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All energy sources in use globally have been found to have a certain degree of impression on the environment. However, fossil fuels and bio-fuels are widely regarded as the most harmful sources of energy owing to their influence on the air, water, terrestrial domains, and public health. The notion positing that fossilized remains of organisms were capable of producing energy upon exposure to heat was first proposed by Andreas Libavius in the summer of 1597. By 1759, Libavius’ idea was widely accepted in Europe where competing imperial powers were keen on capitalizing on the widespread adoption of fossil fuels as a revolutionary source of energy. It was later proven that the anaerobic decomposition of organic matter is responsible for the formation of natural gas and petroleum, often buried under dense stratums of inorganic sediment. The photosynthetic combustion of non-renewable fuels results in the release of energy which has been harnessed by humanity for over 200 years. There current scientific consensus among experts links the rapid rate of climatic change to the release of greenhouse gas emissions when burning major sources of fossil fuels such as petroleum and coal. It is currently estimated that 33 gigatonnes of carbon dioxide had been released to the atmosphere by 2013 as a consequence of the widespread use of coal, natural gas, and petroleum (Behnassi & McGlade, 2017, p. 76).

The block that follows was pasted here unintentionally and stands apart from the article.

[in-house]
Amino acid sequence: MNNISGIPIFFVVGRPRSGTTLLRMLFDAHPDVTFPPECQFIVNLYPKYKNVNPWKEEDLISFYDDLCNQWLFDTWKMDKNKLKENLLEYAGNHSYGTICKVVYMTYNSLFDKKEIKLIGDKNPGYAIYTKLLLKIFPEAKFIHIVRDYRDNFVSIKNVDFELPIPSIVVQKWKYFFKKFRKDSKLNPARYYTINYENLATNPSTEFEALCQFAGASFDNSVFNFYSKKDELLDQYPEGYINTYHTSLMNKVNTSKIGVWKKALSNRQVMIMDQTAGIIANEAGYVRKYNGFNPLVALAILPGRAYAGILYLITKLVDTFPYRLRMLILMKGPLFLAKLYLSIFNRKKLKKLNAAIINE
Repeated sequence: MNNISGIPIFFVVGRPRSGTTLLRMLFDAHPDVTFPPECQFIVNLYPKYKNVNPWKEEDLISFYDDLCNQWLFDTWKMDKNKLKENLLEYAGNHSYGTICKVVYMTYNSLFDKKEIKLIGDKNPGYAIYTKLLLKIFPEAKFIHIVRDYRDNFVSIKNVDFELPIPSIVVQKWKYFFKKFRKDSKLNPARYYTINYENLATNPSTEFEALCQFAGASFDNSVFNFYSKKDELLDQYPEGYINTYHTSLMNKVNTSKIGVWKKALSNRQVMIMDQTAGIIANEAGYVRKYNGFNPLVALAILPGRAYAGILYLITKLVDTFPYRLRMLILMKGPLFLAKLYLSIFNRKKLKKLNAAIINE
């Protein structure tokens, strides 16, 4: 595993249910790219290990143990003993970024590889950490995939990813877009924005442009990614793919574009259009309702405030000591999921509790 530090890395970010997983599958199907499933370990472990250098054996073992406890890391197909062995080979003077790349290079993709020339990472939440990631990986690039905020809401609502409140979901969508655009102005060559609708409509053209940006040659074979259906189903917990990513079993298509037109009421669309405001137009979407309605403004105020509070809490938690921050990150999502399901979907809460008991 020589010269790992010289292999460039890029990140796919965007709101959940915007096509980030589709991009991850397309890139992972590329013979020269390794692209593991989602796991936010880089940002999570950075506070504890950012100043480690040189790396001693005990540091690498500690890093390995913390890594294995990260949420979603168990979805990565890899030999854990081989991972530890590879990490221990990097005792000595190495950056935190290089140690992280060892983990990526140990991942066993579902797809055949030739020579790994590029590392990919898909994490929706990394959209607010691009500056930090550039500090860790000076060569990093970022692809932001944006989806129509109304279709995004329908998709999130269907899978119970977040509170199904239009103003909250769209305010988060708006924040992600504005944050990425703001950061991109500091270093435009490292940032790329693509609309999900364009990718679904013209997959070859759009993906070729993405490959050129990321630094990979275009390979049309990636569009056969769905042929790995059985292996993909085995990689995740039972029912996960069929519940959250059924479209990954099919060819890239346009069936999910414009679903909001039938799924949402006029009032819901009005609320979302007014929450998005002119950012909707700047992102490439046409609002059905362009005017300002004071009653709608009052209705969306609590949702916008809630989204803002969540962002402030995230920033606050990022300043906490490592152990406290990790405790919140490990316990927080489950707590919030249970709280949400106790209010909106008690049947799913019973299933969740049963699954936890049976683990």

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Similarly, the use of bio-fuels such as bio-diesel and kindling as major sources of energy has a sweeping impact on the global environment. The growing need for bio-diesel and firewood has occasioned a sudden paradigm shift in the use of land; ultimately resulting in deforestation, inadequate topsoil cover, and causing direct harm to biodiversity. China, U.S.A, India, Russia, and Japan are the top five countries impacted negatively by fossil fuels due to their prevalence. The transportation of fossil over land and water bodies increases the risk of accidental spills such as the witnessed at 2010 Deepwater Horizon incident in the Gulf of Mexico. This causes the contamination of vital sources of water, demise of aquatic life, and the contamination of terrestrial arable land designated for farming. Similarly, an increase in the use of bio-fuels in African countries such as the Democratic Republic of Congo (D.R.C), Chad, and South Sudan is linked to the clearing of tropical forest (Brauch et al., 2015). Both fossil and bio-fuels pose an immediate risk to the world population. While fossil fuels occasion elevated levels of carbon dioxide in the atmosphere, the growing need for biofuels leads to an increase in the rate of deforestation and a successive inability to serve as “carbon sinks.”